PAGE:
Welcome to Intelligency Weekly Roundup! Let’s dive into the exciting world of digital tech and social media.
First, we’re looking at Meta, previously known as Facebook. The European Union handed them a whopping $1.3 billion fine for breaching data transfer laws. This ruling could force Meta to overhaul its IT systems and halt data transfers between the EU and the US.
Next on our radar is Bluesky Social, a new player aiming to take on Twitter. Under the leadership of CEO Jay Graber and Twitter’s co-founder Jack Dorsey, Bluesky plans to transform social networks to function more like email, tackling the issues of centralized control
Finally, we turn to TikTok’s latest innovation: an AI chatbot named Tako. Tako’s mission is to enhance user experience in content discovery and search. With a growing number of young people choosing TikTok or Instagram over Google for searches, Google has identified TikTok as a potential threat. Tako could potentially revolutionize the way users search, shifting from typing to chatting
Stay tuned as we dive deep into these intriguing stories.
Meta receives $1.3 billion fine from EU
Facebook’s umbrella company, Meta, has been given a $1.3 billion fine for breaching data transfer laws from the EU. This is the largest fine that the EU has penalised a company with.
The fine was issued because Meta transferred EU user data to the U.S., which is a GDPR breach. A ruling also came with the fine, Meta has five months to stop any future transfers of personal data to the U.S. As well as this, Meta has six months to stop any unlawful EU data transfers.
This is pretty huge because Facebook may have to delete huge chunks of data, as well as restructure its IT infrastructure. A precedent would also be set for any company transferring data between the U.S. and the EU.
More on the EU’s fines
The 25th of May marked the 5th anniversary of the GDPR ruling coming into effect, and 1,701 fines breaching fines have been issued in total. $4 billion has been fined in total.
Funnily enough, Meta has amassed $2.5 billion in 7 fines. Companies such as Amazon or Google only have $800 million in fines.
Interestingly, the ruling only applies to Facebook for this fine, and not Instagram.
Nick Clegg, who’s the president of global affairs at Meta, stated:
“This decision is flawed, unjustified and sets a dangerous precedent for the countless other companies transferring data between the EU and U.S.”
Stick with Intelligency to find out if there’s a new data transfer treaty for the EU and US from this ruling!
What is Bluesky Social?
Bluesky is a new, decentralised social network aiming to compete with Twitter. It’s been created by Jay Graber and Twitter’s co-founder Jack Dorsey is on the board of directors.
Bluesky’s history and aim
Jack Dorsey tweeted multiple times in December 2019, talking about how Twitter would fund a small dev team (5 people) to work on an open and decentralised social media standard.
Dorsey wanted Twitter to be a client of said standard one day.
Within the tweets, Dorsey highlighted what was prompting this move:
- Centralised control can be challenging, and it can be difficult to address abuse and misinformation in global policies.
- How social media is shifting towards content recommendation algorithms.
- Outrage content drawing more clicks than valuable content.
- Recent advances in technology such as blockchain making decentralisation possible.
Bluesky aims to make a social network which is similar in function to emails or blogs, where content will facilitate meaningful online interactions.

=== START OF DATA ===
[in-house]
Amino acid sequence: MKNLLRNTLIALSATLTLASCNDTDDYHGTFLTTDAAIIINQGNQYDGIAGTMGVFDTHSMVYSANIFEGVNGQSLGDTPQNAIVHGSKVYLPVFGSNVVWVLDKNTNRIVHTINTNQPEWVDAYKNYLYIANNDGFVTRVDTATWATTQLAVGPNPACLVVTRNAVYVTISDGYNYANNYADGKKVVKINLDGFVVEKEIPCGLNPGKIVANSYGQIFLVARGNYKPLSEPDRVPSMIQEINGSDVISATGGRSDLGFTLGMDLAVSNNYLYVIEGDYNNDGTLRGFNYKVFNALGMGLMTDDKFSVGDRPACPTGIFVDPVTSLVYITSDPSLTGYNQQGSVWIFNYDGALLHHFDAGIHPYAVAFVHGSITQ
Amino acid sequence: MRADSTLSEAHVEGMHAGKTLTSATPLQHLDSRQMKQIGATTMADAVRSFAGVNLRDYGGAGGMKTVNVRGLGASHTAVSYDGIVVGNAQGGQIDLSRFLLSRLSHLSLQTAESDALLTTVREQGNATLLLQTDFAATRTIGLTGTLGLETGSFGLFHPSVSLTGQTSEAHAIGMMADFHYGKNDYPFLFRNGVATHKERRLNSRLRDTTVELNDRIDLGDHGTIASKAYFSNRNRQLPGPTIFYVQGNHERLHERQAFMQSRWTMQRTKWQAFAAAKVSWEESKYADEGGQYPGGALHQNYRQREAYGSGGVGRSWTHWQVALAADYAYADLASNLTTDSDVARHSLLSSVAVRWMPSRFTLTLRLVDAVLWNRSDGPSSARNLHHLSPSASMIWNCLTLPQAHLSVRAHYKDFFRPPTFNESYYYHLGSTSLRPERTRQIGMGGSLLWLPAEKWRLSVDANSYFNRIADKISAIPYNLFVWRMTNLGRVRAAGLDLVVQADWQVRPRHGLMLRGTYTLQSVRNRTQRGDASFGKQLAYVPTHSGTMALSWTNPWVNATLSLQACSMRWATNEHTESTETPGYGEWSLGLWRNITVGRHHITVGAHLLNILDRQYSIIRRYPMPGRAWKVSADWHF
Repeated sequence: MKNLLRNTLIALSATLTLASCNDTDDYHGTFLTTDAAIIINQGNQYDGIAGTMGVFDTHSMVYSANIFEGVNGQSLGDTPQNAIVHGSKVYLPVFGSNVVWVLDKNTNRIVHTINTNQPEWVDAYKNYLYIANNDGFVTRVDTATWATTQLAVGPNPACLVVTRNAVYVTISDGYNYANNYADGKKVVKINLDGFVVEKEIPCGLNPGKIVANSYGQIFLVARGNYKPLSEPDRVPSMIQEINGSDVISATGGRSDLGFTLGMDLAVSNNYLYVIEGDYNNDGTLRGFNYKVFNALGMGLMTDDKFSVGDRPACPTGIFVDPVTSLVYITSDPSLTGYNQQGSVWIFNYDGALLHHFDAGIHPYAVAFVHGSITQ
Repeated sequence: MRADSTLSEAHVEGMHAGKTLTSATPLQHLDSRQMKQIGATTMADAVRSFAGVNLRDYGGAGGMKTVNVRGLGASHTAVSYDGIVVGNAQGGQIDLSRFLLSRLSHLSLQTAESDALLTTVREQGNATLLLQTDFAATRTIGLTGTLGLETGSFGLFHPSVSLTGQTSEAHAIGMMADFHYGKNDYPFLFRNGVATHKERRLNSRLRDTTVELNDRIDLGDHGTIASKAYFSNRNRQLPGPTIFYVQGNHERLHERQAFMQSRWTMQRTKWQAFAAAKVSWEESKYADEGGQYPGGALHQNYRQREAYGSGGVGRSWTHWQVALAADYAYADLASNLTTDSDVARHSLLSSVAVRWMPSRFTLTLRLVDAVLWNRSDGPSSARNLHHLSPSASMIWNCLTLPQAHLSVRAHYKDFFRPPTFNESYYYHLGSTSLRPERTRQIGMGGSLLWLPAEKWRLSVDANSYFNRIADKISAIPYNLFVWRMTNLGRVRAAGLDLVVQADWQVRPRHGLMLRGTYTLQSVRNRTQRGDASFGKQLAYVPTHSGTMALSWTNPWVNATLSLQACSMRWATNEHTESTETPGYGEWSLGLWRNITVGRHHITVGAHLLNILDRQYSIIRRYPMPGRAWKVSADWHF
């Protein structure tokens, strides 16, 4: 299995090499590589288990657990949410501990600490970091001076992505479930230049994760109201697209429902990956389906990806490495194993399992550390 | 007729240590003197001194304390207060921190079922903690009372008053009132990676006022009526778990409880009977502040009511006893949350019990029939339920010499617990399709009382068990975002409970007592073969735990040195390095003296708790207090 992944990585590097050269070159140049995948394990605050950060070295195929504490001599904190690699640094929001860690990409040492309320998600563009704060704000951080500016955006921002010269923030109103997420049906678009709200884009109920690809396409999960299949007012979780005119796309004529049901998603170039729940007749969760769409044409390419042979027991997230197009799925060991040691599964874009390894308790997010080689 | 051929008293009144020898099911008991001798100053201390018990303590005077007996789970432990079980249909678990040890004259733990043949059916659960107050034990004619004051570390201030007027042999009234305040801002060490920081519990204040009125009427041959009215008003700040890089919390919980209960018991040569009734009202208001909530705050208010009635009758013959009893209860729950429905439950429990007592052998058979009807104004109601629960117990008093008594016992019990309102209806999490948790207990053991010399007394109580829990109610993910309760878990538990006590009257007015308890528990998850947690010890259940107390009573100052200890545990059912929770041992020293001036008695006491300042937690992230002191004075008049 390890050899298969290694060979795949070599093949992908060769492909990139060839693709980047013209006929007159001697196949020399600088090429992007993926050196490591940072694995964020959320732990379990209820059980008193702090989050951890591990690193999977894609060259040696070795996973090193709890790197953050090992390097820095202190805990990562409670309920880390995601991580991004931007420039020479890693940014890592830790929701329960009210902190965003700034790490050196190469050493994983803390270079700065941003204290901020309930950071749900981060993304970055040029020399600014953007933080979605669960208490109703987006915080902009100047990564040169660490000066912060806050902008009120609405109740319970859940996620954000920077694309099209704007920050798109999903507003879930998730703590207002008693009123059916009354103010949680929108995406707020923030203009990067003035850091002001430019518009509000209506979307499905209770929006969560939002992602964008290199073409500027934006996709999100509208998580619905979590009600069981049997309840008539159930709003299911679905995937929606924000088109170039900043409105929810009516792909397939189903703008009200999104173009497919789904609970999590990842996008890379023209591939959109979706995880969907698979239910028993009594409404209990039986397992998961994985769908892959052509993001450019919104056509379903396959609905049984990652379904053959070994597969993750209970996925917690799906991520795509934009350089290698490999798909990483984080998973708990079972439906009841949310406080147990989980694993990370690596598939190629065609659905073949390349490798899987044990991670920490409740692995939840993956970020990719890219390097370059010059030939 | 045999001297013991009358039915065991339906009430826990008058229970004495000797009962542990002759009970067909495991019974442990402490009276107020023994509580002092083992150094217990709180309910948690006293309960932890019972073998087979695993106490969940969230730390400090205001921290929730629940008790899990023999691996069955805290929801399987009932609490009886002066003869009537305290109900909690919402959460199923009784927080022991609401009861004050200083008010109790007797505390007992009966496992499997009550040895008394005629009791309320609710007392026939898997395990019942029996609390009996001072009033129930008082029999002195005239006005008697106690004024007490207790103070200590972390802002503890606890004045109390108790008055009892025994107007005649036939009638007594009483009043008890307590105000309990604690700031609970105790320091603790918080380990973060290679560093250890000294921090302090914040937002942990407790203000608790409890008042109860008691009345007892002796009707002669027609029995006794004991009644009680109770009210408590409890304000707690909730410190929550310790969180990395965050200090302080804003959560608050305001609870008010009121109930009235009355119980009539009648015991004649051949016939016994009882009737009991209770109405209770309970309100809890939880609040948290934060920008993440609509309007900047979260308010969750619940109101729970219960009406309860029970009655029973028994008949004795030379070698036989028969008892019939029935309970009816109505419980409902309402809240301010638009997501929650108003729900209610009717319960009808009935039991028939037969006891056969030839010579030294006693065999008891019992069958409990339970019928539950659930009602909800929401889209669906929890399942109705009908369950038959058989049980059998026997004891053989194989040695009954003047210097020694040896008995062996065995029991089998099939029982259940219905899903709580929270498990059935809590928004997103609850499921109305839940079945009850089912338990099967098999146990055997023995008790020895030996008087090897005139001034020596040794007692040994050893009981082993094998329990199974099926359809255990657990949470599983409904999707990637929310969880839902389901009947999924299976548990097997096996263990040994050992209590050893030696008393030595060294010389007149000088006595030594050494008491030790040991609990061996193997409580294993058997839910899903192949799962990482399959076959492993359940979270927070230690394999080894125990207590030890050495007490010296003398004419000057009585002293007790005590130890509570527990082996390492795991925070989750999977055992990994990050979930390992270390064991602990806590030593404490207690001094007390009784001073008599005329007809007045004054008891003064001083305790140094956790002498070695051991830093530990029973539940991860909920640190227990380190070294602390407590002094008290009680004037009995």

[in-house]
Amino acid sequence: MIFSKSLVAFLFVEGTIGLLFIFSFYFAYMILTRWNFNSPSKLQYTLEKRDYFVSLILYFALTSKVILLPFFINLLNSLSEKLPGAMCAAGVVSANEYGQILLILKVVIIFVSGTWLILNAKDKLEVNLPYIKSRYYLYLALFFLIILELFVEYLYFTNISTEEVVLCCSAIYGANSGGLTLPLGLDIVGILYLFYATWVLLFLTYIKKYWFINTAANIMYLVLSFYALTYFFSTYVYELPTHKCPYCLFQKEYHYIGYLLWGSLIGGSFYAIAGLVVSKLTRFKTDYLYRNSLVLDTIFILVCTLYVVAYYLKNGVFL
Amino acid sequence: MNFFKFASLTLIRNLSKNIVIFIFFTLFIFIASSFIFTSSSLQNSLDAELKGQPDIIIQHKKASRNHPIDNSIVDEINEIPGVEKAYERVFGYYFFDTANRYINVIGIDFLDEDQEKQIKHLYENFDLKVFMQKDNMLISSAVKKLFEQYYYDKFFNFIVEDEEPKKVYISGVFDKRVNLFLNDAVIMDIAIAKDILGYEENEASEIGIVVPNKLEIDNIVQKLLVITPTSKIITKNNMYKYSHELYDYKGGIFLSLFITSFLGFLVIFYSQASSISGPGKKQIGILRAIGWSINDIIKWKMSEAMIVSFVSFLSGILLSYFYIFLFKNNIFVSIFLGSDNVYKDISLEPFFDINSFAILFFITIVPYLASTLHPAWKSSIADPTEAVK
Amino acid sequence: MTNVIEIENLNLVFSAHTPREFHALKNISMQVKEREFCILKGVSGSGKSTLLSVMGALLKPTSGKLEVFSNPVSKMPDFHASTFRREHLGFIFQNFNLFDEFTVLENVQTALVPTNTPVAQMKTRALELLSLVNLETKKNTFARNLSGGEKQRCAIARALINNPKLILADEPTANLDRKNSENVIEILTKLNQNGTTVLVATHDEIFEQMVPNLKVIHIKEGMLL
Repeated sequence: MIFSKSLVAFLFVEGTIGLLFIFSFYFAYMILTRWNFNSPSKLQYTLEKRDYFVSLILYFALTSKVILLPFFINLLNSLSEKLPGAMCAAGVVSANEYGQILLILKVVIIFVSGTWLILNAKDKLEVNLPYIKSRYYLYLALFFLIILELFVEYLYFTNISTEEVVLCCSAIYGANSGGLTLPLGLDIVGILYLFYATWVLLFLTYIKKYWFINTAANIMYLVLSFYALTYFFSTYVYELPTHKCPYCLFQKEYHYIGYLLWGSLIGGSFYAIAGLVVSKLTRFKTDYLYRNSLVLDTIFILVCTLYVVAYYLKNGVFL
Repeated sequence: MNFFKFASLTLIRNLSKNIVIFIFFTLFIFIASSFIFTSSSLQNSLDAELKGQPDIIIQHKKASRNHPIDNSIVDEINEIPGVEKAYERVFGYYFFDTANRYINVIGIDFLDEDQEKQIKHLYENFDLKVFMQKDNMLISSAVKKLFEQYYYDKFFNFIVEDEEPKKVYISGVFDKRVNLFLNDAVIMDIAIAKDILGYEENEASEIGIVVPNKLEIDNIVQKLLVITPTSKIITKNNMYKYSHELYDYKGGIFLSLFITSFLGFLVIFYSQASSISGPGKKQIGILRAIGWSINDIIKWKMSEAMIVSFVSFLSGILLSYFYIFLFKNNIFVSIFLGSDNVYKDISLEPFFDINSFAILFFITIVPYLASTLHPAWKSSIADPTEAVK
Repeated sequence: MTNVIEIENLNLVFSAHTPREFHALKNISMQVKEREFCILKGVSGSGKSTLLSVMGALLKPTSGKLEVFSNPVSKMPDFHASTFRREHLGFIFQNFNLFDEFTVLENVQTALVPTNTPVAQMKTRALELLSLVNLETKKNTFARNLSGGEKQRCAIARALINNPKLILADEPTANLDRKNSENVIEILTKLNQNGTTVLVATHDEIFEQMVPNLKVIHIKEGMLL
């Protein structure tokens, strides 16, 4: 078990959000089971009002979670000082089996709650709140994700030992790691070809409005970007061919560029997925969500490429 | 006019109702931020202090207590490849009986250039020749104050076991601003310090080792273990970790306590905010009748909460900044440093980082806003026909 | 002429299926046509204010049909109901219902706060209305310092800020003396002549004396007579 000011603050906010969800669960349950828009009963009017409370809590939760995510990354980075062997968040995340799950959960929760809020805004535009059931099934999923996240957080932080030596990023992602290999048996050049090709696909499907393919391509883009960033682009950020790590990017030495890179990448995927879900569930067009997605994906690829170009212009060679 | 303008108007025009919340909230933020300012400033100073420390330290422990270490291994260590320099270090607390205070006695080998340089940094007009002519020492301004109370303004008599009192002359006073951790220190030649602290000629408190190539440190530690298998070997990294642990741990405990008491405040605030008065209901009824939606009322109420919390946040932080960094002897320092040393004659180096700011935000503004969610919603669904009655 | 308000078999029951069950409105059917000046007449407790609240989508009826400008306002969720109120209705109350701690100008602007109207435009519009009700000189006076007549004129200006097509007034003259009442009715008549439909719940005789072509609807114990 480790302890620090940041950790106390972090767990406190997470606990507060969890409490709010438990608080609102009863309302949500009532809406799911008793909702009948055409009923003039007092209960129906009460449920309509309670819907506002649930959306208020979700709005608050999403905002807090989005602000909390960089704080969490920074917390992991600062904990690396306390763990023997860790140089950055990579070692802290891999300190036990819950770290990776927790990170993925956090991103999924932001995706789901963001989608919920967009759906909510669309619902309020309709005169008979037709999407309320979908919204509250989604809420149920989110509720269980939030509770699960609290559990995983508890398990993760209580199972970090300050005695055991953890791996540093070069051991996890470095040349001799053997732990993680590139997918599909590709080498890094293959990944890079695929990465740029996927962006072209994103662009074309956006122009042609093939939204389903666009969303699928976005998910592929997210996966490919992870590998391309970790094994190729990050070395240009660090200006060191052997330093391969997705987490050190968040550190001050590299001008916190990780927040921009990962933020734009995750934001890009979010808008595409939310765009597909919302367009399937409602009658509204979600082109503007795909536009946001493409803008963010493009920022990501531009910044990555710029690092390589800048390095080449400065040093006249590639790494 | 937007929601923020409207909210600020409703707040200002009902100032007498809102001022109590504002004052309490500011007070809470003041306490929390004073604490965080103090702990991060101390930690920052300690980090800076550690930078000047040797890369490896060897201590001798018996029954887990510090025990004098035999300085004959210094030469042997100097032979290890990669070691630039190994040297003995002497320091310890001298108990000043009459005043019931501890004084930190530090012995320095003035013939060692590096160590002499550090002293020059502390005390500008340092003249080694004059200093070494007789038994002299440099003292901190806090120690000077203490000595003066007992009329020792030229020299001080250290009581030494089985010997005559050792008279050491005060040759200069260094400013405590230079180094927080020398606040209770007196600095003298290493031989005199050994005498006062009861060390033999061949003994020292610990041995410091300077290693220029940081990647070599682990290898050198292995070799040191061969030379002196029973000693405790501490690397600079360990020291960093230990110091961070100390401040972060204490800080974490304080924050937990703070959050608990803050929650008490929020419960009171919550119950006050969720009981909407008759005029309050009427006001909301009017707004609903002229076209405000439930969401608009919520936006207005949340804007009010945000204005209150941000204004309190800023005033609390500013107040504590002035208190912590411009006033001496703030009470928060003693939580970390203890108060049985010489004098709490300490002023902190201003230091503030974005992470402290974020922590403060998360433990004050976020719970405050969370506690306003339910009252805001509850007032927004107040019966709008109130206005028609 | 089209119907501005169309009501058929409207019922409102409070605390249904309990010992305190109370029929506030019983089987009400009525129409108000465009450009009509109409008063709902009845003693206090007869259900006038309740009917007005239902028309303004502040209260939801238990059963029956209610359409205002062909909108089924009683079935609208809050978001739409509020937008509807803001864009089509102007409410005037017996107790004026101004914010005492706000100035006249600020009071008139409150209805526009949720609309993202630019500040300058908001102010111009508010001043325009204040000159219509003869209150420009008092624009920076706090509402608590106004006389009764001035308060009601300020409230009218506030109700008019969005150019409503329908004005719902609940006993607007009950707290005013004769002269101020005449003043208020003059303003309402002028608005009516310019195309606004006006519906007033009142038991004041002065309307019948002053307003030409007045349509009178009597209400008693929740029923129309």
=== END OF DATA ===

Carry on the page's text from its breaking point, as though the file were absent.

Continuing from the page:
The developers behind Bluesky created the AT Protocol. This protocol’s goal is to make modern social media and blogging similar to how it used to be in the early internet. Which is where anyone could make a blog.
What problems will Bluesky solve?
Most social media networks are centralised, which means that they’re controlled by a central authority which dictates user and dev permissions.
If a user then leaves the social network, they lose connections and content. When developers create new apps, they need to overcome network effects.
Additionally, content creators can lose content when a platform changes its terms and conditions.
The AT Protocol will hopefully change this, offering a more open experience for everyone.
Bluesky isn’t available for the public just yet, but you can sign up for a waitlist for a beta code.
TikTok testing AI chatbot
TikTok is currently testing an AI chatbot in certain markets. The ai-powered tool is called Tako and is meant to aid users search and discover content they’ll be interested in.
Google recently acknowledged that TikTok is a threat to them, so it’s interesting to see TikTok test search ads and aim to improve searching.
According to TechCrunch, this is how it will appear:
“It will appear on the right-hand side of the TikTok interface, above the user’s profile and other buttons for likes, comments and bookmarks. When tapped, users can ask Tako various questions about the video using natural language queries or discover new content by asking for recommendations.”
TikTok has confirmed that right now, users in the Philippines are able to test it.
“We’re in the early stages of exploring chatbot tools with a limited test of Tako with select users in the Philippines. Tako is an AI-powered tool to help with search and discovery on TikTok. Tako is powered by a third-party chat assistant and is designed to help make it easier to discover entertaining and inspiring content on TikTok. No current plans for this beyond these early tests, but we’re excited to hear your feedback!”
Why is TikTok a threat to Google?
Last year, Google released a surprising stat. In the U.S., 40% of people aged 18-24 will use TikTok to search for somewhere to eat lunch. While not a search engine like Google, users still use it as an internal search engine, similar to YouTube.
As always, thanks for reading May’s last roundup! See you this time next week.